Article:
Details Biodiversity contests have been an integral part of SRISTI’s activities over the last twelve years. A biodiversity contest involves, uncovering in the competition mode, the knowledge which children have about local biodiversity.1 It is an attempt to kindle the curiosity of children about local biodiversity and associated knowledge available with adults in the community. Through these contests, enormous knowledge gets churned and transferred from one generation to another in a few days, which might otherwise take decades or a lifetime. Every child seeks to actively know, discover and learn about the many ways in which biodiversity is used. On an appointed day, children are asked to bring a list of plants, specify their uses and also bring come samples that they have discovered and learned from elders. They are also quizzed about the knowledge they actually have about the samples brought by them. It is an interesting story as to how all this started. When the Honey Bee Network was still evolving, during a journey to Tamil Nadu Prof. Gupta met Vasimalai, a former student at Indian Institute of Management, Ahmedabad, who had formed a voluntary organization in Madurai. Vasimalai mentioned about the determination of a young technology professional working in an insurance company wanting to return to his roots in that region and start a humble, Gandhian philosophy based rural development institute. The idea of organizing a biodiversity contest came up. Vivekanandan, who later became the first long term partner of Honey Bee Network and is currently the coordinator of the Network, had resigned from his job to serve the rural poor. He organized the first biodiversity contest way back in 1992, with the help of his friend Muthuvelaiyutham in the foothills of Tirumalai Hills. This competition provided an unforgettable lesson. The boy who came first (a sixth standard student Bhoominalan from Kolunchipatti) was able to identify 116 plants and their usage. The maximum plants that the elders knew about were 246. This boy, at the age of 11 had learned about half of the maximum knowledge available in the community. But he might not grow in his life unless he learned A for apple and B for boy. The educational system did not recognize multiple sources of intelligence. Everybody had to excel by the same yard stick. How will pioneers and discoverers be born then? One of the most profound memories of the biodiversity contests would probably be of Amriben Thakore, of Tadav village, who bought a single neem leaf as her entry for the competition. She was not bothered about winning, she was not worried about people making fun of her solitary entry. Her sole concern was to participate in the competition. How many of us, the grown-ups do it! Another person who seems to have earned the respect of all is Giriraj Kishore Mina, a young boy from Pratapgarh village, in Alwar, Rajasthan. When the contest was held in his village during a Shodh Yatra, he was able to collect the samples of around 70 plants with their names and uses. When asked why so few, he complained that he had been given very little time to collect the specimens, otherwise, he would have collected more than 500 of them. This seemed improbable. He asked for two days time. The Shodh Yatris were surprised when after two days, he came searching for them on a cycle. He had bought the samples to prove his claim. He had been able to collect knowledge of about 501 plants. Such is the power of challenge that the young children can take up, given the slight encouragement. In another contest, the teacher in charge of holding the contest came up with an idea of asking children to collect samples of thorns. By doing so, he forced children to explore the biodiversity in the marginal lands, which they might have otherwise ignored. Biodiversity contests have been an integral part of the different Shodh Yatras2 which SRISTI has been organizing for the last seven and a half years. In the first Shodh Yatra from Gir to Gidadh, a contest was organized in Khijadiya Junction. Talaviya Ketankumar Kantibhai won the first prize. In the second Shodh Yatra from Amirgadh to Tundiya, a contest was held in Sambalpani Solanki Vipulkumar Dahyalal and Damor Divaben Udabhai were the best performers. Thereafter, many biodiversity contests were held as part of the Shodh Yatra activities. An overview of the contests held in the different Shodh Yatras is given in Table 1. Besides this, a series of nine biodiversity contests were held in Banaskantha district. The prize winners included 12 girls and 15 boys. The scores in the competitions was quite high with the average score among the prize winners being 377. Takor Bharathkumar, with a score of 559 was the best performer among boys and Manasa Reshmaben Nanabhai, who scored 411 was the best among girls. Eleven such contests were organized in Rapar district and prizes were awarded to 29 boys and four girls. This was again a high scoring contest, with the average score among the prize winners being 307. The best performers were Hinal Vadilal Mehta and Shilpa Ramnibhai Verat. An effort has also been made to understand some of the factors which contribute to excellence in biodiversity contests3 The results of fourteen biodiversity competitions held across Gujarat were analyzed. There was a significant difference between performance of the boys and girls with boys performing better. There was also significant difference between performance of children belonging to Scheduled Caste and Scheduled Tribes and the other children, with children from these groups performing significantly better. There was a positive correlation between academic performance as measured by school rank and biodiversity rank, although the correlation was very small. The biodiversity contests have also provided a platform for interesting interactions with the community. They are almost always accompanied by cultural programmes put up by the children. Parshotham Patel, a member of the SRISTI team, also recalls other interesting experiences during the biodiversity contests. He remembers a contest held in Kutch, where the students suggested that rather than just knowing about the biodiversity, they would like to be engaged in active conservation. They suggested that they would each sow one plant and take care of its needs. They did follow up on the idea and planted the seeds the very next day. In another contest held in Dahod, we had been trying to popularize nagli crop (Eleusina coracena). During a bio-diversity contest, one boy was asked to identify the sample of nagli. He was not able to do it. After the contest, we explained to him the advantages of the crop. He later discussed the crop with his father, and in the next season, his father sowed the crop in his field. This created an interest among the other farmers in the area and many of them started cultivating it. There has been a demand for these seeds in the last two years. We have also met children who have established a reputation for curing diseases among people and animals, during the course of our interactions. During the Shodh Yatra held at Himachal Pradesh, we came across a thirteen year old Vicky Kumar, who had been able to cure many ailments of cattle as well as humans. He had learnt about medicinal plants from his grand father. Interestingly, he refused to name the plants he was using for the treatment. He believed that their efficacy would reduce, if it was named. Similarly, Rajesh Parmar, another thirteen-year-old from Khokhariya village in Sabarkantha has been able to cure cases of food poisoning and bloat among cattle. He gained this knowledge by observing some wandering cowherds who were passing through the village. He noticed that they would chew the leaf of a particular plant and spit it into the eyes of the sick cow and the cow recovered. He also experimented with the leaf and found it to be effective. Again, he refuses to name or identify the plant, because he believes likewise. Sometimes, the children involved in these contests have continued to be in touch with us. In one competition held in Tilakwada village, one of the participants was very interested in our activities. Although he did not bring too many samples, he remained in touch with us and later also worked briefly with SRISTI, helping in scouting of practices. The biodiversity contests have been able to valorize alternative knowledge systems and highlight the fact that children have the potential for multiple excellences. Children who otherwise perform poorly in school might have very high knowledge of biodiversity. Many of these children may be labeled ‘laggards’ in school or even dropout of school altogether due to social and economic pressures. They have been forced to bear the burden of an education system which has failed to draw upon the skills in which they are good . It is indeed ironical that these children are not even welcome in professions like forest guards, where their knowledge systems can be most useful. While forest guards may be struggling to acquire knowledge about biodiversity, these children are forced to forget the knowledge they already have and live out a life of drudgery as unskilled manual laborers. There is definitely a need for more biodiversity competitions across the country and the world, to tap the knowledge which children have about biodiversity. Will the National Biodiversity Authority initiate national level biodiversity competitions to recognize and honor the merit of these ‘rural genius’?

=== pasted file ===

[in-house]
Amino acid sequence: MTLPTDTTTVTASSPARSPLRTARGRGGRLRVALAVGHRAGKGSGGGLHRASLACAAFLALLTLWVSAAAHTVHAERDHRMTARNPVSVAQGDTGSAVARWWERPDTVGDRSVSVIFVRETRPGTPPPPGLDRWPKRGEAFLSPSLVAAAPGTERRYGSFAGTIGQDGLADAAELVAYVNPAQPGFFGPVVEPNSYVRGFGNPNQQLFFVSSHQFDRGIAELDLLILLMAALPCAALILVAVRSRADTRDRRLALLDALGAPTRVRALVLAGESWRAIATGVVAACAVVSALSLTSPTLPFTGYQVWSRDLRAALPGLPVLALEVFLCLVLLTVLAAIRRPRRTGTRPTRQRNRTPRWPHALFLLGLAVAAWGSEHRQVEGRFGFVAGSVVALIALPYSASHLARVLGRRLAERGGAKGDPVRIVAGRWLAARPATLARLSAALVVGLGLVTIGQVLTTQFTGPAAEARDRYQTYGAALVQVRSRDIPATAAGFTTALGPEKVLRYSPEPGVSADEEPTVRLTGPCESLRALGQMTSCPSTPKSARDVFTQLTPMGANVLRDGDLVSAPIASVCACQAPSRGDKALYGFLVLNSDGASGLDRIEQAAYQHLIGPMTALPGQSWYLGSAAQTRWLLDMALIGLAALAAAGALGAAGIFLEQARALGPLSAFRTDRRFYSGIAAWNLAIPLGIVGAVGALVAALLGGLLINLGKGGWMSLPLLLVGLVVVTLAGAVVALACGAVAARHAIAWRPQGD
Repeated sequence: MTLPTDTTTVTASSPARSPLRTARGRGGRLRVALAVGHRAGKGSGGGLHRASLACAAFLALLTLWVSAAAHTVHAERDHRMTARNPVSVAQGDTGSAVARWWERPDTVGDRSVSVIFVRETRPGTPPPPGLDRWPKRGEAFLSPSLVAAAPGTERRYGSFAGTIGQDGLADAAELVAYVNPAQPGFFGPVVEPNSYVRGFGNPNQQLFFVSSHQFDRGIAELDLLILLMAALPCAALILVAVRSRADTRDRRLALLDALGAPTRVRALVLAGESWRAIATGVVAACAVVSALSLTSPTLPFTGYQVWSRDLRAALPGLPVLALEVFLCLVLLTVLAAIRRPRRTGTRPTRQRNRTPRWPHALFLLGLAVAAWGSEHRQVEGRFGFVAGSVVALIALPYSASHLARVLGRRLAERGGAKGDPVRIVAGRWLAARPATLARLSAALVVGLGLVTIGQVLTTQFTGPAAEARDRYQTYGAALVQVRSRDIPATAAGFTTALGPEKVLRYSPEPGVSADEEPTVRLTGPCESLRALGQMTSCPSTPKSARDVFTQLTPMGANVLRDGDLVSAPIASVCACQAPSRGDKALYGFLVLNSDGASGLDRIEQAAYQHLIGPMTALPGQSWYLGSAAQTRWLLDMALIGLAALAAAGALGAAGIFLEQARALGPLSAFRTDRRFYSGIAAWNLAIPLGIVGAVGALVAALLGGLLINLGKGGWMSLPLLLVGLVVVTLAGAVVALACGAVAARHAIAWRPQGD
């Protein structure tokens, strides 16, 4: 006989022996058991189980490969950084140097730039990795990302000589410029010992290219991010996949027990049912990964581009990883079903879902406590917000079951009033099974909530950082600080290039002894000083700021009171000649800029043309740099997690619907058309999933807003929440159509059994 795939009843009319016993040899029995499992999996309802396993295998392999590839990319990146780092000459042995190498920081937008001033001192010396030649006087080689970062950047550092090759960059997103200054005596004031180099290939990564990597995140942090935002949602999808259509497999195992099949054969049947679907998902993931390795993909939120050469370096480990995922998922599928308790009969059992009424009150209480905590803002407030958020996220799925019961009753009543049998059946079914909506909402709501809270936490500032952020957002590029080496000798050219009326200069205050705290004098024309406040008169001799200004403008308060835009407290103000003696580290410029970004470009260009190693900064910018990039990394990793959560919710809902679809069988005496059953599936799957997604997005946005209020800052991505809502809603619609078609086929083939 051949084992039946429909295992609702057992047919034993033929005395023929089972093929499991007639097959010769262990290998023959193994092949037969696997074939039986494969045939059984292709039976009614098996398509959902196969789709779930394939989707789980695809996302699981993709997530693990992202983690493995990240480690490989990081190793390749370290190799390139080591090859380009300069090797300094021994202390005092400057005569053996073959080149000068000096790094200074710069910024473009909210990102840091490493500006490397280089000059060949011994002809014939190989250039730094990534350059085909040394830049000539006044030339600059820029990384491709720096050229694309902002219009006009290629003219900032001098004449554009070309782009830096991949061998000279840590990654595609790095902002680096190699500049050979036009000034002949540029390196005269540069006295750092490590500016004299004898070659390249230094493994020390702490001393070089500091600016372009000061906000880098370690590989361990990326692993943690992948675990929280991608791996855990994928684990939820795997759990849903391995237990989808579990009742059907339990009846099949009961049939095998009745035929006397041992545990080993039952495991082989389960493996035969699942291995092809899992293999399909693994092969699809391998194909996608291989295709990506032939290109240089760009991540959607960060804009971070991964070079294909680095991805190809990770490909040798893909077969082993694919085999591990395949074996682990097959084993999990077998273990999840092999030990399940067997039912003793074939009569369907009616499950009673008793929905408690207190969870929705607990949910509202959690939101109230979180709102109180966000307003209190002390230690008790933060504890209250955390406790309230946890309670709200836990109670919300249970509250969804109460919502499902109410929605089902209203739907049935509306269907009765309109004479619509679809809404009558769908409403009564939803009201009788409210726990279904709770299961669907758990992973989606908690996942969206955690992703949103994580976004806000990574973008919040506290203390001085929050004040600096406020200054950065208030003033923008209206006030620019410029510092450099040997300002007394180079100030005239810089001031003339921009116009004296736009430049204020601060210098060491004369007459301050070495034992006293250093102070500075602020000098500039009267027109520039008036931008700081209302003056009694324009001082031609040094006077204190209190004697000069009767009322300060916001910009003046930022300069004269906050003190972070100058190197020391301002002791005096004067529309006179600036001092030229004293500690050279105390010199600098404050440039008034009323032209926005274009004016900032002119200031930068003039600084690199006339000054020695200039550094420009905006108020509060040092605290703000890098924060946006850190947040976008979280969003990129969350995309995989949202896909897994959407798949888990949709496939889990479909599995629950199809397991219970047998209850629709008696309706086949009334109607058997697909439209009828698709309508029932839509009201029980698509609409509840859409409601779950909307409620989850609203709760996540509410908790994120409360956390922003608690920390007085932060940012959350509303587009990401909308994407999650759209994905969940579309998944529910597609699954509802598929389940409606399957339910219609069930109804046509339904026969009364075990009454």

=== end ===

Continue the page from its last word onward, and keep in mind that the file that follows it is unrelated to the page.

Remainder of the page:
Volume No. Honey Bee, 16(3):5-7, 2005